To depict Xcel as the typical conservative American utility would be an unfair assessment. As an overall provider, Xcel has consistently been ranked in the top 15 utilities in the United States for its renewables portfolio and conservation programs, as well as being the number one wind energy provider in the United States for the last nine years.
Yet, in spite of this track record, Xcel has had a less than ideal relationship with the city of Boulder. The first problem emerged in the arena of managing public relations between Xcel and the Boulder citizens. Prior to the municipalization movement, Boulder was the pilot city for Xcel’s “Smart Grid City” initiative, which promised to create a “fully integrated smart grid community with what is possibly the densest concentration of these emerging technologies to date”.
However, what the citizens of Boulder were led to expect was far from what Xcel was ultimately able to offer. The project struggled to keep costs under control from the outset, installed only 101 out of 1845 promised smart devices, and lost support of partner companies. Whether it was poor expectation management on the part of Xcel or a deeper flaw in its project planning, the fact remained that the “Smart Grid City” failure left Xcel with a less than favorable public image even before grassroots organizations began campaigning for municipalization.
The second critical point of contention lies at the heart of Xcel’s business model, and the current business model of most private utilities: a lack of flexibility with regards to electricity offerings.
Electricity consumption accounted for 59.6 percent of the city of Boulder’s energy consumption in 2010, according to City’s2010/2011 Climate Action Plan Progress Report. In order for Boulder to reach its 2050 climate goals, it would have to increase the amount of electricity produced from renewable sources.
However, Boulder’s electricity as provided by Xcel came from Xcel’s larger Colorado power supply mix. Almost 80 percent of this mix is from fossil fuels – 56 percent coal and 22 percent natural gas – and about 22 percent from renewable energy sources, comprised mostly of wind power.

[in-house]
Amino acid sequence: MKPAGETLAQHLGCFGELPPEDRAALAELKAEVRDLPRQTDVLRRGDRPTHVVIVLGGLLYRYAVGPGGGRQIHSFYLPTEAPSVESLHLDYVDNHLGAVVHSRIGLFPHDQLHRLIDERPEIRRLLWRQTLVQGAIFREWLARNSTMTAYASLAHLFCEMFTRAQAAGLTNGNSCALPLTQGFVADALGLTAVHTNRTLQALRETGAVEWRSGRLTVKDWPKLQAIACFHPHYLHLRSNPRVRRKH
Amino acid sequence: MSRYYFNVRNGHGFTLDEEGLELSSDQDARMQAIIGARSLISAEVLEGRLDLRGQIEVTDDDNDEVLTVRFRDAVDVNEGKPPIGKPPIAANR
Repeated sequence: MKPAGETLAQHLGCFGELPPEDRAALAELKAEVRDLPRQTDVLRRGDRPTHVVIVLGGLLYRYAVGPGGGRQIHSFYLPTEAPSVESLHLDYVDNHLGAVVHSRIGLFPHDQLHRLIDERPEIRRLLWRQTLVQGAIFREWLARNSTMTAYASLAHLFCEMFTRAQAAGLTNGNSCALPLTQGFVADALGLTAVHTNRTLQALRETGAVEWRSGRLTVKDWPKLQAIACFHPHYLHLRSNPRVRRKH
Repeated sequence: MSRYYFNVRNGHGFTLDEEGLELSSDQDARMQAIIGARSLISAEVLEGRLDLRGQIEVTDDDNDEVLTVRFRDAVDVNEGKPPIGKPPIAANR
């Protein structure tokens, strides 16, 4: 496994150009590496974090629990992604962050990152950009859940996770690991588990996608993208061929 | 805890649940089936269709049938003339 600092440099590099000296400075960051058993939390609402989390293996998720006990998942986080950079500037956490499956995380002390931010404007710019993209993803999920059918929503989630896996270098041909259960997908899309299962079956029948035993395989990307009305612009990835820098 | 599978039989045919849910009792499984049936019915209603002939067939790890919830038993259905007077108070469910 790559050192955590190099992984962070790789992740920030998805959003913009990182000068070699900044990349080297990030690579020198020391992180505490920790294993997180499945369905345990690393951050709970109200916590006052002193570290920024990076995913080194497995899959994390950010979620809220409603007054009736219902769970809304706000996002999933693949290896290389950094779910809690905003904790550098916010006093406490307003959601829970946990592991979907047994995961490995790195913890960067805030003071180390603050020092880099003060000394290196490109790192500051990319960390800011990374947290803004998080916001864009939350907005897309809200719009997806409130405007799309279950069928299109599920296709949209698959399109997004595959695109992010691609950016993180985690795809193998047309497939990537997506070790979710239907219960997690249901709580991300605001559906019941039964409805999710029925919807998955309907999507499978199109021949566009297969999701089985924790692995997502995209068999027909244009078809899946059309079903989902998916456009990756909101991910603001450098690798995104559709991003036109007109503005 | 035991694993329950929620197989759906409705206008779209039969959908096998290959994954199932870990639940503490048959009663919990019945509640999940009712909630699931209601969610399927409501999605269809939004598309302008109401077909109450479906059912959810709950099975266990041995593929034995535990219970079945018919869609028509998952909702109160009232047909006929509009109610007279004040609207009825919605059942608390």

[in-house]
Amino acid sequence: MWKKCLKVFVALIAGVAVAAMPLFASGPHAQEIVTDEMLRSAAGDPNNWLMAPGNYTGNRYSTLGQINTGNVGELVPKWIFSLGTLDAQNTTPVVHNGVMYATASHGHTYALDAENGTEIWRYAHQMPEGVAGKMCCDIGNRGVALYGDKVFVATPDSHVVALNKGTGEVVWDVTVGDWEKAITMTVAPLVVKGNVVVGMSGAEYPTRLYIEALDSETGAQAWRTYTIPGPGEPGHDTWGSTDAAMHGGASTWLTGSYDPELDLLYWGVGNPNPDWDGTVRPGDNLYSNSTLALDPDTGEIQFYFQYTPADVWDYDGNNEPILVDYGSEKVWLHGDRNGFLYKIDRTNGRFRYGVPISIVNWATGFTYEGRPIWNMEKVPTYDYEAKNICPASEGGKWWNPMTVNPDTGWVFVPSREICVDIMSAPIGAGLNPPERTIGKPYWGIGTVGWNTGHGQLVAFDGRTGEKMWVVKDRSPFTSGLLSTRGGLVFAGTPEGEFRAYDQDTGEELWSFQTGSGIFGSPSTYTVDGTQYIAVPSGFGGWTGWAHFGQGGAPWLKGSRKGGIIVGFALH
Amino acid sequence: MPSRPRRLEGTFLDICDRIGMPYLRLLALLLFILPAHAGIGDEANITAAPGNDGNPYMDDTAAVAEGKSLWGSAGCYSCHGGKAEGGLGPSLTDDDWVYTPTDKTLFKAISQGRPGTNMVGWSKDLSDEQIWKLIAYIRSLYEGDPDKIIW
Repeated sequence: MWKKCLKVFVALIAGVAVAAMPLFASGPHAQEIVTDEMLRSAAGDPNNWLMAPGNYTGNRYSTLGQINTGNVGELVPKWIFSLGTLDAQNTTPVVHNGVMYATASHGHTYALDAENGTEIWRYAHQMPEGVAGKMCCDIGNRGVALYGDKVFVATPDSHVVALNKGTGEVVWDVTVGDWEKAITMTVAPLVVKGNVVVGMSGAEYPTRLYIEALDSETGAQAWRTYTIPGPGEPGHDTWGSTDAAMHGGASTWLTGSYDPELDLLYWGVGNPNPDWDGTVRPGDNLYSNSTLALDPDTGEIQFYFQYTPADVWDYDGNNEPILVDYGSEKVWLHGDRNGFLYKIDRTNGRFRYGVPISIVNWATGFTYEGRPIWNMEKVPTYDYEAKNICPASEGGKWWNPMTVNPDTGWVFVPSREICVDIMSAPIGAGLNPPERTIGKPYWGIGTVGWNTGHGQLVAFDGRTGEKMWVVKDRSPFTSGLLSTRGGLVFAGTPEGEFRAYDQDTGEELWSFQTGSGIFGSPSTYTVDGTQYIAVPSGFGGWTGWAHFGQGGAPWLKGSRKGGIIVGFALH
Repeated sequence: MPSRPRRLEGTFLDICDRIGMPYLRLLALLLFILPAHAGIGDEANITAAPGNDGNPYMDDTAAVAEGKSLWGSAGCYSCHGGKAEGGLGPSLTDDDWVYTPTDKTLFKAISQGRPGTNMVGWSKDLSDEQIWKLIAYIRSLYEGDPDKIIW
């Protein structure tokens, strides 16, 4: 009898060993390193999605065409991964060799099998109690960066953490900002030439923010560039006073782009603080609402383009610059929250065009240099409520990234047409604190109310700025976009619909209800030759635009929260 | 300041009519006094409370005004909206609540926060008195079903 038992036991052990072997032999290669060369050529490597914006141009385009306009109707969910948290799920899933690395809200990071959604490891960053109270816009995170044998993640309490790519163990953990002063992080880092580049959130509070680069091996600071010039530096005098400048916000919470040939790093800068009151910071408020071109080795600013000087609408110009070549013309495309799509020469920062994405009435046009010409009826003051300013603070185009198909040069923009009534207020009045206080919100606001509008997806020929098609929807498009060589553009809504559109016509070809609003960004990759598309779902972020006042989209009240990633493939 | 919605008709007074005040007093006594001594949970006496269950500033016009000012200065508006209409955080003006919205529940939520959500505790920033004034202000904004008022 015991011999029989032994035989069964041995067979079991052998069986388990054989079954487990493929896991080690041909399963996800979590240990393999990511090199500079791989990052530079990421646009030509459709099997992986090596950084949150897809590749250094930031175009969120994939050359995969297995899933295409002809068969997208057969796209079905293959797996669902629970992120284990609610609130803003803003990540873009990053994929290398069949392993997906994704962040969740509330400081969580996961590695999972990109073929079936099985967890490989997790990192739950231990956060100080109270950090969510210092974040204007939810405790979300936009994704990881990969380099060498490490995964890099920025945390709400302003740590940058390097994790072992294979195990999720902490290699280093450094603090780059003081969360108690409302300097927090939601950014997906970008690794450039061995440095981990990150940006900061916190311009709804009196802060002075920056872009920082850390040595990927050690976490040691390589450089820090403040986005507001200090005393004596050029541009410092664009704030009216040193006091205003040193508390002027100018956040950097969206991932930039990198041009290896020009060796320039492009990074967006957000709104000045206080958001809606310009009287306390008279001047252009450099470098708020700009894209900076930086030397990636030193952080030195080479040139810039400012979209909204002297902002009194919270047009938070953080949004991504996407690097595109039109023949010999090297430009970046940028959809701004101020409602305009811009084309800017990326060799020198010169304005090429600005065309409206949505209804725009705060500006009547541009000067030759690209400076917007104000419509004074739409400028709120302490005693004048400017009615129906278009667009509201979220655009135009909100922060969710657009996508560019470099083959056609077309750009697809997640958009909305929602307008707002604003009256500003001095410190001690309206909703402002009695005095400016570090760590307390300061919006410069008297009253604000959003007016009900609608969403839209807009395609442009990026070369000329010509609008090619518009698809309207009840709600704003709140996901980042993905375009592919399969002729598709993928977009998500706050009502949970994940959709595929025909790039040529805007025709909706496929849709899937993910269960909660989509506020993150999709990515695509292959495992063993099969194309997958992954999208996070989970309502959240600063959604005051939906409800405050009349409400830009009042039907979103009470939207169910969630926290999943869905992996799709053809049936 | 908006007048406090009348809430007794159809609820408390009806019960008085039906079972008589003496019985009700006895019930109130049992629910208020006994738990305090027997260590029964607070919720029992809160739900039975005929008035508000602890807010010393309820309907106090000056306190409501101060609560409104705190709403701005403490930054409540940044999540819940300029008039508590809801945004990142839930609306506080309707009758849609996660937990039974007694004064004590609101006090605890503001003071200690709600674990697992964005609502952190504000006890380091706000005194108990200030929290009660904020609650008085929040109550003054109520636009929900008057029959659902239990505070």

Despite its desire to do so, Boulder could not separate its energy consumption from the larger Colorado power supply mix. This meant Xcel was unable to provide Boulder with a customized energy portfolio centered on renewable sources.
This inflexibility is a trait shared by many private utilities. For most communities, this is not an issue. For a city like Boulder—uniquely progressive in terms of renewable energy in comparison to its peers in Xcel’s Colorado service territory—this frustrating inability to control the sources of its energy supply directly affected its ability to meet city climate goals.
This, combined with the earlier “Smart Grid City” flop, created an impression of a service provider that was neither willing nor able to meet its consumers’ needs. For over 65% of Boulder citizens, the choice between the status quo and a municipal utility was clear.
So, is the Boulder municipalization movement important? Yes, but perhaps not for the reasons with which it has been credited.
Boulder’s informed and energy-progressive voting demographic is not yet the norm in the United States as it is in Germany since the onset of the Energiewende. The ideal situation of Boulder being the first in a new trend of mainstream citizen energy initiatives is likely to remain just that—an ideal.
The most compelling argument for a municipalized energy grid in Boulder remains in the potential and free space for experimental energy policies on a community level. Xcel must make business decisions in the interest of its whole service territory, of which Boulder comprises only a small percentage.
Municipal utilities, on the other hand, may be able to create innovative energy service offerings, utilizing demand side management to trim peak loads and increase efficiency. The importance of the Boulder municipalization initiative lies in this promise.
“Taking Back the Grid: Municipalization Efforts in Hamburg, Germany and Boulder, Colorado” was written by Charleen Fei, graduate of Northwestern University currently living in Germany, and Ian Rinehart, Fulbright Research Scholar at the University of Hamburg. The full report is available as download at us.boell.org.